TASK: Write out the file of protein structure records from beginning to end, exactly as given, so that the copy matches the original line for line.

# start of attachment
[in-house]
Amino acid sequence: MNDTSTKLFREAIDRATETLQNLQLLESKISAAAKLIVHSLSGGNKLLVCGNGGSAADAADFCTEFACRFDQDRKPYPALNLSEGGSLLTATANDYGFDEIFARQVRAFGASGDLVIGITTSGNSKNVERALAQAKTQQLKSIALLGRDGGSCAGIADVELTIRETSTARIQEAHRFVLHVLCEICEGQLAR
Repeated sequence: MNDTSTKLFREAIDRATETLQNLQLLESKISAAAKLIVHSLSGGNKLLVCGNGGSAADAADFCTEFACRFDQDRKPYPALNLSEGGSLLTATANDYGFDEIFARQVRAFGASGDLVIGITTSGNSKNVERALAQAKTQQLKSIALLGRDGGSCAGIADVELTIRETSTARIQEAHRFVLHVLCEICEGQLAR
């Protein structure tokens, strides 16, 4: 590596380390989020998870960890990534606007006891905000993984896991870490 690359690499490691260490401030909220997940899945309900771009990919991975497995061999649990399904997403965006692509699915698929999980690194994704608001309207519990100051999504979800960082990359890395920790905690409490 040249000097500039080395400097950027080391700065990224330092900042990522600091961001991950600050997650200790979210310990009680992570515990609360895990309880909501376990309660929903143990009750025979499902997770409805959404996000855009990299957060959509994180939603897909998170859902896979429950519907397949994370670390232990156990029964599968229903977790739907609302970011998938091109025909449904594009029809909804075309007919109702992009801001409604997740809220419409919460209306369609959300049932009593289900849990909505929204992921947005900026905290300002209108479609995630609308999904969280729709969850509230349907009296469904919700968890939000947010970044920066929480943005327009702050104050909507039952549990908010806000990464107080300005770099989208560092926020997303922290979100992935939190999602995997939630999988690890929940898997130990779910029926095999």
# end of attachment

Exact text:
[in-house]
Amino acid sequence: MNDTSTKLFREAIDRATETLQNLQLLESKISAAAKLIVHSLSGGNKLLVCGNGGSAADAADFCTEFACRFDQDRKPYPALNLSEGGSLLTATANDYGFDEIFARQVRAFGASGDLVIGITTSGNSKNVERALAQAKTQQLKSIALLGRDGGSCAGIADVELTIRETSTARIQEAHRFVLHVLCEICEGQLAR
Repeated sequence: MNDTSTKLFREAIDRATETLQNLQLLESKISAAAKLIVHSLSGGNKLLVCGNGGSAADAADFCTEFACRFDQDRKPYPALNLSEGGSLLTATANDYGFDEIFARQVRAFGASGDLVIGITTSGNSKNVERALAQAKTQQLKSIALLGRDGGSCAGIADVELTIRETSTARIQEAHRFVLHVLCEICEGQLAR
């Protein structure tokens, strides 16, 4: 590596380390989020998870960890990534606007006891905000993984896991870490 690359690499490691260490401030909220997940899945309900771009990919991975497995061999649990399904997403965006692509699915698929999980690194994704608001309207519990100051999504979800960082990359890395920790905690409490 040249000097500039080395400097950027080391700065990224330092900042990522600091961001991950600050997650200790979210310990009680992570515990609360895990309880909501376990309660929903143990009750025979499902997770409805959404996000855009990299957060959509994180939603897909998170859902896979429950519907397949994370670390232990156990029964599968229903977790739907609302970011998938091109025909449904594009029809909804075309007919109702992009801001409604997740809220419409919460209306369609959300049932009593289900849990909505929204992921947005900026905290300002209108479609995630609308999904969280729709969850509230349907009296469904919700968890939000947010970044920066929480943005327009702050104050909507039952549990908010806000990464107080300005770099989208560092926020997303922290979100992935939190999602995997939630999988690890929940898997130990779910029926095999």